WFHS students, parents, faculty, alumni and siblings work together to bring C.S. Lewis story to life.
WAKE FOREST — The Lion, the Witch, and the Wardrobe is probably C.S. Lewis’ most popular Narnia novel. Adapted for the stage by prize-winning playwright Joseph Robinette, it becomes a charming allegory for the struggle between good and evil.
Set in 1944, it begins when the four Pevensie children, Susan, played by Carly Hebert, Lucy, played by April Houghland, Peter, played by Andrew Ross, and Edmund, played by Caleb Wright arrive at a relative’s house to escape the WWII bombings.
When Lucy stumbles through the back of an old attic wardrobe into a forest lit by a streetlight and meets a mythological faun, played by Kyle Morris, the story becomes an adventure in which the children must eventually choose to fight on the side of good, represented by Aslan, played by Isaiah Napier, and his band of animals, or the side of evil, represented by Jadis, the White Witch, played by Sydney Rowlette, and her evil band of ghouls, hags, and specters.
Lewis’ story reflects the real world dilemma of being able to tell the difference between good and evil; lions are traditionally fierce predators and white symbolizes good, but things are not always what they seem.
“You have to be a good critical thinker to tell the difference sometimes,” said drama teacher Marie Jones. “That’s what our program is really all about.”
The White Witch, who has sentenced Narnia to eternal winter, tricks Edmund into betraying his siblings, and Aslan must risk the ultimate sacrifice in order to save him. Peter steps up to lead Aslan’s followers in an epic battle to overcome the White Witch.
The battle scene, choreographed by Ligon GT Middle School drama teacher, Ken Jones, who is the son of WFHS drama teacher, Marie Jones, appreciates the time, energy and effort the drama students put in on a daily basis to master new and challenging skills.
“These students are respectful and eager learners. I enjoy sharing the skills I’ve learned with them,” he said.
Wake Forest High School drama continues to be a family affair with freshman Houston Jones serving as assistant fight master. Houston is the son of Becca and Kevin Jones, Wake Forest High School alumni and alumni members of WFHS Honors Theater Company, TROUPE,.
“I’ve been doing plays here since elementary school,” says Houston. “It made the transition to high school a lot easier.”
Houston’s younger sisters, Kaelin and Erin also have parts in the cast of more than 60.
Heidi Solomon, alumni parent, oversees costumes, and her daughter, Erin, coordinates make up for the show. Erin, who was recently cast in the popular annual TIP version of A Christmas Carol, observed that “giving something back while adding to my own make-up skills is a win-win situation.”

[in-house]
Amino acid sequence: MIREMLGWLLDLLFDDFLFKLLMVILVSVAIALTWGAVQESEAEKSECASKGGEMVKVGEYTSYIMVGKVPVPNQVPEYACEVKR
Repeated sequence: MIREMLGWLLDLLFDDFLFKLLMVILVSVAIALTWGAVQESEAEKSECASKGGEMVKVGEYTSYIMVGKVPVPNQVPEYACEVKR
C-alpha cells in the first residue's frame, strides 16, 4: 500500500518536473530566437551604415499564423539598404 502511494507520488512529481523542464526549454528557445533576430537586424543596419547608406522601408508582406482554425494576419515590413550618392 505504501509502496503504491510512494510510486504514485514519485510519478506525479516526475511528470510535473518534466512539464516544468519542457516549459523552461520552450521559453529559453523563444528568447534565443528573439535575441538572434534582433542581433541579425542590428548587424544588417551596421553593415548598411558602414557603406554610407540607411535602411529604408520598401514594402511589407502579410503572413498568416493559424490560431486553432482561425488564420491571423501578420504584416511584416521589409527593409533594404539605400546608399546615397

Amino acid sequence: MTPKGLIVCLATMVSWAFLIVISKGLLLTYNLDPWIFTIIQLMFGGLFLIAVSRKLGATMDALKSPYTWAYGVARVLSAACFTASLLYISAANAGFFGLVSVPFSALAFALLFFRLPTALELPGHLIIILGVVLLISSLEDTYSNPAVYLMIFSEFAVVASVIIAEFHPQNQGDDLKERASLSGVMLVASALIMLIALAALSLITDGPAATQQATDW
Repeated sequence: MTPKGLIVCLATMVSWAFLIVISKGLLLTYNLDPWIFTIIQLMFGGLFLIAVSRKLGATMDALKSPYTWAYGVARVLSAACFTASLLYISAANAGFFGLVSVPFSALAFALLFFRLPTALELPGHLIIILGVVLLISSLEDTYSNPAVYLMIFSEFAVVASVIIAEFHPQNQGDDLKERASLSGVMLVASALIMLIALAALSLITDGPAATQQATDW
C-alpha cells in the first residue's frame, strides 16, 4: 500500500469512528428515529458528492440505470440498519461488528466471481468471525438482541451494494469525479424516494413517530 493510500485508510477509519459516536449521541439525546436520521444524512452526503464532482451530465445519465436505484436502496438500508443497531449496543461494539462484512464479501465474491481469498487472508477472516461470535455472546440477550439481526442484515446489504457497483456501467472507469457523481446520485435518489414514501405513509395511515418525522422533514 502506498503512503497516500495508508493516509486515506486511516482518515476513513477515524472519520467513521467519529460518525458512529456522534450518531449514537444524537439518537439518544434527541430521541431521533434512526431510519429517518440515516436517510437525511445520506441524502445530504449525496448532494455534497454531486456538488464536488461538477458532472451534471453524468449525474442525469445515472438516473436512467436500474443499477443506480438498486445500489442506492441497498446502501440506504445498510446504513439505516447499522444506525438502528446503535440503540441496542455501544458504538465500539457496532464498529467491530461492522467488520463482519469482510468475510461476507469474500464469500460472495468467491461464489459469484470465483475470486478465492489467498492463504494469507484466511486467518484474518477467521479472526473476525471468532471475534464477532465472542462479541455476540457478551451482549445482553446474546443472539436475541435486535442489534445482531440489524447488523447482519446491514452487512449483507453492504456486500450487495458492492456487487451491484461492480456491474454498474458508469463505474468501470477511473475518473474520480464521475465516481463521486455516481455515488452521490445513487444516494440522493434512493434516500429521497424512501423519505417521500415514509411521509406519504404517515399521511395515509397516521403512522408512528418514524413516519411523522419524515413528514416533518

Mrs. Solomon continues to work with parents and grandparents as part of drama booster group, WRAP (Wake Forest Renaissance Arts Productions) to make real world theater experience possible for these future actors and technicians.
“The Lion, the Witch, and the Wardrobe is our freshman/sophomore show,” senior director, Jada Hester said. “As senior troupers, we are not eligible to be in this show, but we are allowed to direct it with guidance from Mrs. Jones.”
Her fellow directors, seniors Elisha McNeil and Rachel Bohannon, echo her sentiments and value the chance to gain leadership skills.
“It’s great to pass on some of the theater skills I’ve learned,” Rachel said. Elisha McNeil, also one of the stage managers agreed. “There’s a lot of mutual respect and a friendship that develops,” he added. “We have to learn to work together just like the characters in the show do.”
This is true backstage as well. Technical Director Tim Domack coaches his students to design and build their own ideas. This play features some special effects that include a stone table that cracks apart during the show, and a spooky forest created from carpet tubes and banner paper.
Production stage manager and second generation trouper, Kira Henkel observed, “I have learned so much about leadership while doing theater. I know that will take me a long way when I go to college.”
English teacher John Cook, who plays Father Christmas, said he enjoys the chance to pursue his love of acting.
“This is great for me. I get to share one of my favorite hobbies with my students,” he said.
The Lion, the Witch, and the Wardrobe opens Thursday, Oct. 8 at 7 p.m. and runs through Saturday, Oct. 10 at 2 and 7 pm.
Local elementary and middle school children will enjoy a special matinee on Friday, Oct. 9 at 10:30 a.m.
Tickets can be purchased at the door. Adult tickets are $10 with seniors and students $5. The show is rated PG and runs about 90 minutes.